Brown was not a total washout. In border states like Maryland, where segregation was less rooted in the state’s culture, 90 percent of school districts complied with Brown by 1964. But in the Deep South, Brown barely laid a glove on Jim Crow. Ten years after the justices declared school segregation unconstitutional, Justice Hugo Black wrote for a frustrated Court that “there has been entirely too much deliberation and not enough speed in enforcing” Brown.
What finally broke the back of segregation wasn’t the Supreme Court. And while the mass civil rights movement rallied countless Americans to the cause, it couldn’t have achieved its goals alone. It took Congress to breathe real life into Brown. Though the Civil Rights Act of 1964 is best remembered today for its provisions targeting private discrimination, it also contained two provisions enabling the federal government to desegregate public schools.
In the decade following Brown, few Southern lawyers were willing to bring desegregation cases—even if they could find a plaintiff willing to become their client. The Civil Rights Act solved this problem by empowering the Justice Department to file suits in the name of the US government against schools that refused to integrate. Southern districts that were able to dodge lawsuits brought by the NAACP suddenly had all the resources of the government to contend with.
In addition, the act enabled federal officials to withhold funding from segregated schools. This provision allowed the federal government to adapt more quickly to Southern attempts to thwart integration than the courts could ever have accomplished.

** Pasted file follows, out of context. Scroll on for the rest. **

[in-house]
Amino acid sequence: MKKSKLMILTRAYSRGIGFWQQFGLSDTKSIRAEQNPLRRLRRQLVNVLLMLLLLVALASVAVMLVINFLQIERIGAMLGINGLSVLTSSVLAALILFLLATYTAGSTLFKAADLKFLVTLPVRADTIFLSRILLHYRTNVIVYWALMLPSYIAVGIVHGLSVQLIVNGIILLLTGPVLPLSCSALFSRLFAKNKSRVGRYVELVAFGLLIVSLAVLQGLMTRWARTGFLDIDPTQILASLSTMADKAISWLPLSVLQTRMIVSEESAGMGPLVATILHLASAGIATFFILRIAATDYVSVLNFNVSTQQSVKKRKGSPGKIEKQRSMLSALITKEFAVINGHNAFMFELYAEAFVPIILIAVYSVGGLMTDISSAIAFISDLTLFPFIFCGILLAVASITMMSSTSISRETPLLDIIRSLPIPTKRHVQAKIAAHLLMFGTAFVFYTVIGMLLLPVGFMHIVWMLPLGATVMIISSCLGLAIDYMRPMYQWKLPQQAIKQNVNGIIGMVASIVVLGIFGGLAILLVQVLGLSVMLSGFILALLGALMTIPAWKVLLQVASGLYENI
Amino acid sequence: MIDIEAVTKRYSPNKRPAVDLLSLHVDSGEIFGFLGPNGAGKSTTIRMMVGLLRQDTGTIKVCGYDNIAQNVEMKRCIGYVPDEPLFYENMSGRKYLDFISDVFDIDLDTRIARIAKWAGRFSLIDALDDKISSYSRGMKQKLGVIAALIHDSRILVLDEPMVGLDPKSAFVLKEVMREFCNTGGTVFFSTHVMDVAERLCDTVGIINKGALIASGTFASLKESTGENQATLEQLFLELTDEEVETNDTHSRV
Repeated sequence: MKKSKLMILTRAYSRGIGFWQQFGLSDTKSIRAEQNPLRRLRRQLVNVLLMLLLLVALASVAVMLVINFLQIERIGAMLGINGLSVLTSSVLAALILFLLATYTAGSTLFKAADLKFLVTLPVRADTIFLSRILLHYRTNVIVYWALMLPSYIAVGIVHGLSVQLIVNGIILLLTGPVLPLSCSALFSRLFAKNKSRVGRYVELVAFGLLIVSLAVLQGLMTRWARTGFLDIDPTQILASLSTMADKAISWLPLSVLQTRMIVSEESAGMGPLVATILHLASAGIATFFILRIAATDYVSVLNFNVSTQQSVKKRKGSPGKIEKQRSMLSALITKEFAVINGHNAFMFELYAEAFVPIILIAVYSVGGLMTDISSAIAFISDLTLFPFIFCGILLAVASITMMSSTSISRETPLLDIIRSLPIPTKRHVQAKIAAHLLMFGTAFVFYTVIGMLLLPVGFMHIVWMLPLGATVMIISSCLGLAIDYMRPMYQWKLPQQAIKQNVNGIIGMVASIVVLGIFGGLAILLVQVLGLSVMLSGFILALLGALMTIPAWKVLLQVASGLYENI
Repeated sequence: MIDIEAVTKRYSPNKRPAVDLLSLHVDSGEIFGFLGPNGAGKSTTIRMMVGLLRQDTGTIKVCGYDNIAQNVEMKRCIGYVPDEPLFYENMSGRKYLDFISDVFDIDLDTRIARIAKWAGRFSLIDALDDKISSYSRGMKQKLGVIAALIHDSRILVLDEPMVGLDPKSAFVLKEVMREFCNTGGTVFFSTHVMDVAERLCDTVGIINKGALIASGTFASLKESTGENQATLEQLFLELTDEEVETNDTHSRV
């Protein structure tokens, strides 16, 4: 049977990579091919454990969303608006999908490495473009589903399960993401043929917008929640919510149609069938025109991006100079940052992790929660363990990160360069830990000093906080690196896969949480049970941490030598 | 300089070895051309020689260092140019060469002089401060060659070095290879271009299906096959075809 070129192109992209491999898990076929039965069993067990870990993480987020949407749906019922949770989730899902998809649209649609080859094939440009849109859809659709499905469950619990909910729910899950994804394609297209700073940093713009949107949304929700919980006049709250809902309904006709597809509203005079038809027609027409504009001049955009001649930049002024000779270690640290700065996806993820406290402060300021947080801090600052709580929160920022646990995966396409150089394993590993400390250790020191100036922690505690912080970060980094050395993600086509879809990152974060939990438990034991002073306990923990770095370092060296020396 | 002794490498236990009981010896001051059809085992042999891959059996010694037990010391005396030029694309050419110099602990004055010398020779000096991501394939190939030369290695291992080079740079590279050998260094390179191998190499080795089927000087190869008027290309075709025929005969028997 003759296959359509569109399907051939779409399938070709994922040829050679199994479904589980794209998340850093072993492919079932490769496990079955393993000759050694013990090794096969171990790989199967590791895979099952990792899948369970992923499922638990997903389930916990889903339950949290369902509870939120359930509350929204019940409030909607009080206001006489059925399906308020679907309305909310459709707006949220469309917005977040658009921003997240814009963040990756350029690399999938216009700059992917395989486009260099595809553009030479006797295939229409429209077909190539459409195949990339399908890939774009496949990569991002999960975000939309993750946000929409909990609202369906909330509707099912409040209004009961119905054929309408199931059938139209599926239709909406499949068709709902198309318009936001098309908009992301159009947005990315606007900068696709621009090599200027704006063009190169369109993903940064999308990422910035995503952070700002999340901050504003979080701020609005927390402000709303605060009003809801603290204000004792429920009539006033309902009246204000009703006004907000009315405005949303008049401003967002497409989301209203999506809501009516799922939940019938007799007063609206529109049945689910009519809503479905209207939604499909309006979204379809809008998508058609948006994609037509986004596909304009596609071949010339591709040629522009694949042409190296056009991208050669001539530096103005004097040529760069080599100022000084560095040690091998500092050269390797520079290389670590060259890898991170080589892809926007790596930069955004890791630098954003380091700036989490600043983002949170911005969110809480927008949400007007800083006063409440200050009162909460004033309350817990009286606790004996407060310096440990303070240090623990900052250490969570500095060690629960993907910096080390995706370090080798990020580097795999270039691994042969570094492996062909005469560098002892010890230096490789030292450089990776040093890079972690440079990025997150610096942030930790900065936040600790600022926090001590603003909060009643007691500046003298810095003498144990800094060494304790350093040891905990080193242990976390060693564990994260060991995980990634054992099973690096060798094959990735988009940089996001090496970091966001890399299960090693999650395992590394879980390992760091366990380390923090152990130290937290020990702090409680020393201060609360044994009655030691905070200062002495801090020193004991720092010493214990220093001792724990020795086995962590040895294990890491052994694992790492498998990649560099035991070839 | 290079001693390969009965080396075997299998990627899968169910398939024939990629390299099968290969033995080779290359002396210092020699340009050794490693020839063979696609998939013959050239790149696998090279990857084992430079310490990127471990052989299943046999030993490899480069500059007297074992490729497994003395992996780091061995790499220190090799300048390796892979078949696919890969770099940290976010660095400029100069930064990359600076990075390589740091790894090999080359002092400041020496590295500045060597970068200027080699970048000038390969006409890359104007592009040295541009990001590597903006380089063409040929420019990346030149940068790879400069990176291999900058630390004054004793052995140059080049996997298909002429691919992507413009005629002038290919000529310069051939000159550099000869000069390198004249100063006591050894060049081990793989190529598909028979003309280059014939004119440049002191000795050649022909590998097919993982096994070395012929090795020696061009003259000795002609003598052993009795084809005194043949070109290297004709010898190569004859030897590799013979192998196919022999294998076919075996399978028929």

By the end of 1966, the administration had terminated federal funds for thirty-two school districts. By the time President Johnson left office, the government had begun proceedings against 634 school districts and terminated funding for more than 120 of them. Alabama Governor George Wallace, surveying the wreckage administration officials were making of public school segregation, declared that if he were president, he would “bring all these briefcase-toting bureaucrats in the Department of Health, Education and Welfare to Washington and throw their briefcases in the Potomac River.”
Though the Nixon administration drastically rolled back enforcement of the Civil Rights Act, it was forced by a court order to resume it. And just two years after the act took effect, the percentage of Southern black children attending integrated schools had increased more than fivefold. Within five years, nearly a third of Southern black children attended integrated schools. By 1973, as many as 90 percent did.